Understanding Capacity Ratings for Commercial Ice Cube Machines
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How We Determine the Right Sized Machine and Bin for Your Business
Capacity ratings for commercial ice cube machines can be confusing. Lack of understanding can lead business owners to assume their ice makers aren’t working correctly.
Below we’ll explain how to read two important ratings:
- Production capacity ratings – Measures how much ice a commercial ice cube machine produces.
- Ice storage bin capacities – Measures the amount of ice an ice bin can hold.
Ice Machine Production Rates: Maximum vs. AHRI
Both Maximum and AHRI ratings measure the amount of ice an ice maker produces over 24 hours, but at different ambient temperatures. Most ice machine models are named after their Maximum Capacity rating. For example, a Hoshizaki KM-600 has a Maximum Capacity of around 600 lbs (592 lbs to be exact), but it has an AHRI rating of 503 lbs. Here’s why:
Measures ice production over 24 hours under "ideal" temperatures. Ice makers perform at their very best when the air temperature around the machine is at 70 degrees Fahrenheit and the water entering the machine is at 50 degrees Fahrenheit. You'll find that commercial ice cube machines produce the most ice under these conditions.
Maintaining a 70/50-degree air/water temperature isn't easy, which is why AHRI Capacity measures 24-hour ice production under "typical" temperatures. This rating measures 24-hour ice production when the air around the unit is at 90 degrees and the water entering the machine is 70 degrees. Naturally, the amount of ice measured under these conditions will be lower than the Maximum Capacity at ideal temperatures.
Ice Bin Storage Capacities
Commercial ice cube machines deposit ice into storage bins, where it stays until someone scoops it out.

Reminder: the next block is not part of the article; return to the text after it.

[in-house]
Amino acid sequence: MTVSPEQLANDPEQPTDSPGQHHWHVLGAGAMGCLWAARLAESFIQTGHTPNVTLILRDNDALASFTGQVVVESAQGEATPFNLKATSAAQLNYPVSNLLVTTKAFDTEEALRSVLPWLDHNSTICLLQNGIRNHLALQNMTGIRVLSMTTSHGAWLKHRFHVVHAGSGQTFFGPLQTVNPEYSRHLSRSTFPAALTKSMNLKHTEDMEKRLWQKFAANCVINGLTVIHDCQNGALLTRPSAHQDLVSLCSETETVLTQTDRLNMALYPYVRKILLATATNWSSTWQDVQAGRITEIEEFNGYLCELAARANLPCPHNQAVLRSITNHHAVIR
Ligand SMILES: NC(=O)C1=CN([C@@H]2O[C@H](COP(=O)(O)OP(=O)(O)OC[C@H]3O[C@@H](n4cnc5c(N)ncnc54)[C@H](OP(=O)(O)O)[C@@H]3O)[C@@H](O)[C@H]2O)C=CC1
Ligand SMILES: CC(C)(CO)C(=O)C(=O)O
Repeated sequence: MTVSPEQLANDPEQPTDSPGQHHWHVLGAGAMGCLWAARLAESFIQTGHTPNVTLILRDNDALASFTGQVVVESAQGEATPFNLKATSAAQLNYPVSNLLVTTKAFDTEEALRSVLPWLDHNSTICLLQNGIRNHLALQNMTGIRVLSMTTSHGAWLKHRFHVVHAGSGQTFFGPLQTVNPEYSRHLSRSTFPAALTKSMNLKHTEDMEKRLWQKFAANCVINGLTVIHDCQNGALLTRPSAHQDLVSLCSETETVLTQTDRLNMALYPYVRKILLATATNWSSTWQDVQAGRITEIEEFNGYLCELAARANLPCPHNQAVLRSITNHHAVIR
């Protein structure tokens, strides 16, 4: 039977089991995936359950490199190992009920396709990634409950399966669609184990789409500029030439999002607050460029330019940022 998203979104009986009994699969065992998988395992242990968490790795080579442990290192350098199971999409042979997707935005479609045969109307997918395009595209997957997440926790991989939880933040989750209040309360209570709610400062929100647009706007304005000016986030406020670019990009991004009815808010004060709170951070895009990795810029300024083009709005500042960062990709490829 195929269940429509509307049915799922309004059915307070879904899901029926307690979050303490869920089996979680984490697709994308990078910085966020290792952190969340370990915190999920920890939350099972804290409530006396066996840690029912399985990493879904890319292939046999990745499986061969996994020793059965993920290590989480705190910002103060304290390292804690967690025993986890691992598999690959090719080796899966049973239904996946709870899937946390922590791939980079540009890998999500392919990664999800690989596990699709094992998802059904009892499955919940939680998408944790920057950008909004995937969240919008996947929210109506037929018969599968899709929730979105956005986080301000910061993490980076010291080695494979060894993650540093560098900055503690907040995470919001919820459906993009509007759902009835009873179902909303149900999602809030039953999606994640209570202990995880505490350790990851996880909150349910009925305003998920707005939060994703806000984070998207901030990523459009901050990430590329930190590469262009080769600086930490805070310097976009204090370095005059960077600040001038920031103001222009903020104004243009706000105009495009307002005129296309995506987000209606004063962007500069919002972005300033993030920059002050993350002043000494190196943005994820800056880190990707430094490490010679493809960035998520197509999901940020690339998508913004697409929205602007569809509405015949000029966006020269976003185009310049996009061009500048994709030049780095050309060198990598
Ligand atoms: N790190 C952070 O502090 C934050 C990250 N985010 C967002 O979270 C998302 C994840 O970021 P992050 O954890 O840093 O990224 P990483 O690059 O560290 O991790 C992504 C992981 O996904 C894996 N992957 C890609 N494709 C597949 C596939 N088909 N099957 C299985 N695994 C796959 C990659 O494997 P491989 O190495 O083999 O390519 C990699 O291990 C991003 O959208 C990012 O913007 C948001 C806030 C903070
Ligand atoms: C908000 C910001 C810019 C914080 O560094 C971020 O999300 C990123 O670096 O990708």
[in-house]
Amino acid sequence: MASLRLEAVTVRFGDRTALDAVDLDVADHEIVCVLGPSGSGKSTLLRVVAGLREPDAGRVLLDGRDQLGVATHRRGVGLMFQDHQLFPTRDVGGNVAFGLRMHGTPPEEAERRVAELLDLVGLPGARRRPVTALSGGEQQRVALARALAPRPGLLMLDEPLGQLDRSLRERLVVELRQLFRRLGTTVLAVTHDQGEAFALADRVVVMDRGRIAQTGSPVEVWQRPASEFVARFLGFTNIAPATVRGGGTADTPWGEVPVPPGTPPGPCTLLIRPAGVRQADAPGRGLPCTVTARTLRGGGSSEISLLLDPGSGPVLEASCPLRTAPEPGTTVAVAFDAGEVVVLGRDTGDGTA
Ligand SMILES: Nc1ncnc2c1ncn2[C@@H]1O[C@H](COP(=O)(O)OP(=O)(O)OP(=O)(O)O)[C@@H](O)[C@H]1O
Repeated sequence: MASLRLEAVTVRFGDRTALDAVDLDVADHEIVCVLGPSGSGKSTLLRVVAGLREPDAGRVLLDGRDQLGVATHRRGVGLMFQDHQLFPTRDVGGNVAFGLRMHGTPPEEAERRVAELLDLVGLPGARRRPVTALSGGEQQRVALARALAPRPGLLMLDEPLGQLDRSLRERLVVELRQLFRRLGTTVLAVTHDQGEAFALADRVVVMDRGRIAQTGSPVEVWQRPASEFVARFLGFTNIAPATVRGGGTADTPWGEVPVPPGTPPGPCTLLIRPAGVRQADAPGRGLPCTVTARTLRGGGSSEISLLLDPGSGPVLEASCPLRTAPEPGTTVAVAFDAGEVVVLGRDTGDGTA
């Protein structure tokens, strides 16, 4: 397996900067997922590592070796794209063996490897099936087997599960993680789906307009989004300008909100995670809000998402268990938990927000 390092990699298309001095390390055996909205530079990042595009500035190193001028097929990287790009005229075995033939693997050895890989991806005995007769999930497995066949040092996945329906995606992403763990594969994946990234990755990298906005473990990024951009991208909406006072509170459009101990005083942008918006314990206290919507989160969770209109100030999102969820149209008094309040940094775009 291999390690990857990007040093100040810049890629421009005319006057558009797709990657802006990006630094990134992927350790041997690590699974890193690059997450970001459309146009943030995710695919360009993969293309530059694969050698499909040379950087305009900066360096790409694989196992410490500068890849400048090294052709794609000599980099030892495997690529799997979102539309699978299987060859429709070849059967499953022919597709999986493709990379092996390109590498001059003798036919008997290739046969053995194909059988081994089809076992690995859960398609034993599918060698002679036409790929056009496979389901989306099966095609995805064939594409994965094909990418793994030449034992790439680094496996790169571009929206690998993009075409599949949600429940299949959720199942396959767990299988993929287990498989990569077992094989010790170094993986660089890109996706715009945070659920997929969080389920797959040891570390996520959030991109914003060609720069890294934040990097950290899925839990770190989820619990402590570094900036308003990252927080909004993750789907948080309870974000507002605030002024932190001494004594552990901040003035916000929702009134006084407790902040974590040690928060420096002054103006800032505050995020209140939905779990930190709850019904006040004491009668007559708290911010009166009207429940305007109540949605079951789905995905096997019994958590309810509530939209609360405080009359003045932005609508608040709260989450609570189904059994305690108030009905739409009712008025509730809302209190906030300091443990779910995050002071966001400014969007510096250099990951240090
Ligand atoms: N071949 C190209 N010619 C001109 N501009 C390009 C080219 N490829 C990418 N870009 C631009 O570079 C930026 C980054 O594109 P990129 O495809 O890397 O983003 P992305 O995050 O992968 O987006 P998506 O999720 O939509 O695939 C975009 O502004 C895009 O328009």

The ice machine’s bin switch measures the volume of ice in the ice storage bin and stops producing when it is full. This system prevents overfilling which can cause freeze ups.
Just like ice makers, ice bins are generally named after their Maximum Capacities, but have an AHRI capacity as well:
Storage capacity ratings measure the maximum volume of ice a storage bin can hold assuming it's leveled off, which isn't possible without user assistance. When ice drops, it typically forms in the shape of a mound that peaks. Unless a person levels out the ice as it falls, that peak will reach the ice machine bin switch and stop ice production.
Typically, an ice machine holds about 80-85% of its maximum capacity before reaching the bin switch. That means a 500 lbs bin will hold roughly 400 lbs of ice without leveling. This is especially important to consider during off hours when employees will not be there to level the ice in the bin.
The Easy Ice Upsizing Program
One of the benefits of the Easy Ice program is that we work with you to select the perfect ice machine that fits your needs. Our Upsizing Program ensures you don’t get stuck with the wrong ice maker or end up spending money to buy a larger machine.
Let Easy Ice Help Find You the Perfect Combination
Our staff has decades of experience in the ice industry. They can help you find the perfect machine and bin combination for your business needs.